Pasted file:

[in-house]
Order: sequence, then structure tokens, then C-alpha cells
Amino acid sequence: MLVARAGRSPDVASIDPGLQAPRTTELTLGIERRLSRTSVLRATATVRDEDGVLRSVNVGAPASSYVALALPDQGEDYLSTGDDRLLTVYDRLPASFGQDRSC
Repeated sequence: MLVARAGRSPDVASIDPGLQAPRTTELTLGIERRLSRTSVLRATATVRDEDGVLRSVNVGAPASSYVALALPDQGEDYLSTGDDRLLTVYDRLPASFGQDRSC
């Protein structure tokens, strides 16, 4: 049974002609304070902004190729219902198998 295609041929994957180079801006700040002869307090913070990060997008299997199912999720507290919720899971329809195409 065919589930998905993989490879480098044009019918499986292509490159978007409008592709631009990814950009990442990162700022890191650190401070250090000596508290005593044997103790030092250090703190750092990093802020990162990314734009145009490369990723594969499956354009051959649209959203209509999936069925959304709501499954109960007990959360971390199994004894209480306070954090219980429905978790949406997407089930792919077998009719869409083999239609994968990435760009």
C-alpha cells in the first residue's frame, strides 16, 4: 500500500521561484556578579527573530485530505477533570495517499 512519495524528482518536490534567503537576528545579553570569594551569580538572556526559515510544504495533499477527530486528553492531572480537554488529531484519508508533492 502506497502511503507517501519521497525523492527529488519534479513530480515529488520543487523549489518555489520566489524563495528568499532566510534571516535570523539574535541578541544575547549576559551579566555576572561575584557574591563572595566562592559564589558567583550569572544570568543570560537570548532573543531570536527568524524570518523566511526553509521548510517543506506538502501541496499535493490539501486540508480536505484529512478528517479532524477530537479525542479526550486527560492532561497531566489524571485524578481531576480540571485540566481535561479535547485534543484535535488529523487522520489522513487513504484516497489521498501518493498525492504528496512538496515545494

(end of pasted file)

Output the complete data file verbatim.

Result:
[in-house]
Order: sequence, then structure tokens, then C-alpha cells
Amino acid sequence: MLVARAGRSPDVASIDPGLQAPRTTELTLGIERRLSRTSVLRATATVRDEDGVLRSVNVGAPASSYVALALPDQGEDYLSTGDDRLLTVYDRLPASFGQDRSC
Repeated sequence: MLVARAGRSPDVASIDPGLQAPRTTELTLGIERRLSRTSVLRATATVRDEDGVLRSVNVGAPASSYVALALPDQGEDYLSTGDDRLLTVYDRLPASFGQDRSC
């Protein structure tokens, strides 16, 4: 049974002609304070902004190729219902198998 295609041929994957180079801006700040002869307090913070990060997008299997199912999720507290919720899971329809195409 065919589930998905993989490879480098044009019918499986292509490159978007409008592709631009990814950009990442990162700022890191650190401070250090000596508290005593044997103790030092250090703190750092990093802020990162990314734009145009490369990723594969499956354009051959649209959203209509999936069925959304709501499954109960007990959360971390199994004894209480306070954090219980429905978790949406997407089930792919077998009719869409083999239609994968990435760009």
C-alpha cells in the first residue's frame, strides 16, 4: 500500500521561484556578579527573530485530505477533570495517499 512519495524528482518536490534567503537576528545579553570569594551569580538572556526559515510544504495533499477527530486528553492531572480537554488529531484519508508533492 502506497502511503507517501519521497525523492527529488519534479513530480515529488520543487523549489518555489520566489524563495528568499532566510534571516535570523539574535541578541544575547549576559551579566555576572561575584557574591563572595566562592559564589558567583550569572544570568543570560537570548532573543531570536527568524524570518523566511526553509521548510517543506506538502501541496499535493490539501486540508480536505484529512478528517479532524477530537479525542479526550486527560492532561497531566489524571485524578481531576480540571485540566481535561479535547485534543484535535488529523487522520489522513487513504484516497489521498501518493498525492504528496512538496515545494